Is the Church Really a Hospital?
Having spent the last two-and-a-half weeks almost completely living in the hospital where Hannah is being treated, I’ve been immersed in a whole new world. Whether it’s sleeping by Hannah’s bedside in the ICU night after night, or walking the halls and corridors of this incredible place, one thing has become glaringly apparent: Hospitals are full of hurting people.
We all know that people get injured, but when you’re living in hospital for several weeks of time, you begin to realize it’s a massive epidemic. People are in wheelchairs. They are young — some just children. Some are older. Some walk with a limp. Others have bandages. Some are rushing into the Emergency Room with obvious wounds. Some have just come out of surgery and are being wheeled down the hallway with multiple contraptions attached to them. Some have been there for years it appears, getting ongoing treatments.
It is interesting how hospitals attract hurting people. People realize they need help, know that something’s broken, and they cannot fix it by themselves. People are hurting everywhere. People are injured. People have got diseases. People have emergencies. And they all come to this central place. I wonder if we could put our glasses on, as it were, and see what all of humanity is going through, if they would all be in just as bad shape physically, spiritually, mentally, and emotionally.
I wonder, if we could see through God’s eyes, would many of those we come into contact with every day look like they’re wandering the halls of a hospital, looking for a physician or someone who can give them some kind of help? I wonder, if our churches were really perceived as a place of healing, would these hurting people be streaming into our doors every week?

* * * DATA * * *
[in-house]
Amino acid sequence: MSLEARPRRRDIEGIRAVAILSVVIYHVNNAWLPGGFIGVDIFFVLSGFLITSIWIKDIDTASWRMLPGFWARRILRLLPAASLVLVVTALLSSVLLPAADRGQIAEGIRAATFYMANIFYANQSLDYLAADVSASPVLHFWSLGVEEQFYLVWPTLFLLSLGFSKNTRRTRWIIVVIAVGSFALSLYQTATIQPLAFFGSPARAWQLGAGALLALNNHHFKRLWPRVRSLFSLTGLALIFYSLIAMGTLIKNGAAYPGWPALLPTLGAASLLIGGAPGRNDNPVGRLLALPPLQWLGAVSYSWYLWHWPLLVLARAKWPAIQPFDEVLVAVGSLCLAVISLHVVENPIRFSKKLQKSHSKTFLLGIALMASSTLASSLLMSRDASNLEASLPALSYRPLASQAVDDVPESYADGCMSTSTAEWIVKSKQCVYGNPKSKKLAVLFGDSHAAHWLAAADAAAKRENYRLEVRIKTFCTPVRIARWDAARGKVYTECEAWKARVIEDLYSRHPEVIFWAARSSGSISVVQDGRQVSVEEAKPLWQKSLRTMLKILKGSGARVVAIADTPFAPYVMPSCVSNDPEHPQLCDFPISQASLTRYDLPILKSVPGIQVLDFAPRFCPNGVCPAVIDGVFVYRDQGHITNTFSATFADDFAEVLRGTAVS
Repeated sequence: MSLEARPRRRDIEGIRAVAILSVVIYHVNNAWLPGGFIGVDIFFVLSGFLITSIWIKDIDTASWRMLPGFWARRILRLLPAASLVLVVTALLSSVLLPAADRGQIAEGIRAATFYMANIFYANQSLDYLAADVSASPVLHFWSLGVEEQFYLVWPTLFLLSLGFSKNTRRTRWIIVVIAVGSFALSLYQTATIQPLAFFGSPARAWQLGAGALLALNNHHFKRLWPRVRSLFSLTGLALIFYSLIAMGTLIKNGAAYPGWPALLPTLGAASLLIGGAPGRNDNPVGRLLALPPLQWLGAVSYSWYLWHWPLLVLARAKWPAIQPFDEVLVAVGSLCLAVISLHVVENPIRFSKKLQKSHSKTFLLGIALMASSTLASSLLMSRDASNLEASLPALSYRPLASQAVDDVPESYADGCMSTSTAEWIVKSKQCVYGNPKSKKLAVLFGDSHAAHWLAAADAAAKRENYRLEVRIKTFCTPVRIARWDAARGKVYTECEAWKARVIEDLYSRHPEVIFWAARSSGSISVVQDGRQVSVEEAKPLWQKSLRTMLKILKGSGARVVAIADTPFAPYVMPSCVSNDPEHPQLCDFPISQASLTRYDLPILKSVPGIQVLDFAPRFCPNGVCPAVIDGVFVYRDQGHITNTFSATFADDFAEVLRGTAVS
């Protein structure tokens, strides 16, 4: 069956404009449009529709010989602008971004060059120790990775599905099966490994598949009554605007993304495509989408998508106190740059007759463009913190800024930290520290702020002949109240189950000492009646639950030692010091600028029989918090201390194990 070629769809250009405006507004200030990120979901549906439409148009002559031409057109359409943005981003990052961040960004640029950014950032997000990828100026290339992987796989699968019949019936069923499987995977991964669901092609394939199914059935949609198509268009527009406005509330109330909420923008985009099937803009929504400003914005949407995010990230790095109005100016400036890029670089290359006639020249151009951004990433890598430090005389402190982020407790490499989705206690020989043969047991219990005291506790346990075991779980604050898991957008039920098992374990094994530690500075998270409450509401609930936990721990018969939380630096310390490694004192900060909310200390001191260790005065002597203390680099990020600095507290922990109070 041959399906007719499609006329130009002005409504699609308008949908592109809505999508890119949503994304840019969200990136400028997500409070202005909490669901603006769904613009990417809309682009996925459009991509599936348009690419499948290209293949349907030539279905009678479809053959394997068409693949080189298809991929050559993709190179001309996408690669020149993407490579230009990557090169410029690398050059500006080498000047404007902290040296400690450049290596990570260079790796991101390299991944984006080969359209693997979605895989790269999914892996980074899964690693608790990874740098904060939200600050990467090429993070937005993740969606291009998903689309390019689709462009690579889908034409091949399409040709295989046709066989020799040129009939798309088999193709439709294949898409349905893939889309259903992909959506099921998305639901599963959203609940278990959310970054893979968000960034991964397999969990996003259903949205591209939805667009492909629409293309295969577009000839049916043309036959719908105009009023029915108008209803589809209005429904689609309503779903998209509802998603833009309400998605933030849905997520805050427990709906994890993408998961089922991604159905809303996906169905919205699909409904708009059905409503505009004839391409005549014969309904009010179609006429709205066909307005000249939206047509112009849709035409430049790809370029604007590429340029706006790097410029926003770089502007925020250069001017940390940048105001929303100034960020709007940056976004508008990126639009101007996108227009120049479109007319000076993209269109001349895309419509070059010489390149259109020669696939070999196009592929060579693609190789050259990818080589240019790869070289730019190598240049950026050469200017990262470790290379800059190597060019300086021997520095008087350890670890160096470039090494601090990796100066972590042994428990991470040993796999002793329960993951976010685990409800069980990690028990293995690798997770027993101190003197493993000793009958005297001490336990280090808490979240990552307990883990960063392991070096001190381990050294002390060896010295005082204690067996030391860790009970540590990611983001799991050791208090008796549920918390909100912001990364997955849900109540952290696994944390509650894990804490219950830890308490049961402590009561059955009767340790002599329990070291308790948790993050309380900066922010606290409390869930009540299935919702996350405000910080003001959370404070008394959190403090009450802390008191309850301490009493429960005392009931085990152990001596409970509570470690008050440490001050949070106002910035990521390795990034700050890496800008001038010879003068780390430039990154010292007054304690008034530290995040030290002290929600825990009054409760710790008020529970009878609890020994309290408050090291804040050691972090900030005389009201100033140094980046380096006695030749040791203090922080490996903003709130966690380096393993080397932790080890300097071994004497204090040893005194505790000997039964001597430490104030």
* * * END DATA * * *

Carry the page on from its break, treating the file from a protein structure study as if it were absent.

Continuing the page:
I wonder if many of them are already walking in our doors? We see them as “visitors” when really they’re checking to see if the Physician can help them.
I’m also amazed at all the people employed by hospitals who make them run. Of course there are innumerable medical employees – doctors of every sort, surgeons, specialists, nurses. There are counselors and psychiatrists, too, and people who specialize in wrapping people’s wounds and helping them manage pain.
They all sort of look the same. They all are either wearing scrubs or some kind of a white coat with stethoscopes around their in the necks, treating patient after patient. All of them know their jobs, and at the right point in treatment, they come in and execute their skills.
In addition to the medical personnel, there are the people who cook the food, the people who clean the dishes, people who work on the heating, and the air-conditioning, and the lights, and the building maintenance. Every single role is imperative in order for a single person to get well.
I begin to wonder if we as the body of Christ all understand the role that we play in the same way.
Do we know what part of the healing process we were designed to play in the Kingdom of God and in the lives of those who are hurting all around us? Have we been trained? Have we refined our skills? Are we on call, waiting for opportunities to reach the hurting people all around us?
It is true that Hannah would be waiting, would continue to wait, and would never progress to the next level of healing unless the next specialist walked into the room to assess, and then take her to the next level. I wonder how many more people would be helped and healed if we all similarly pursued our roles in God’s hospital, the Church?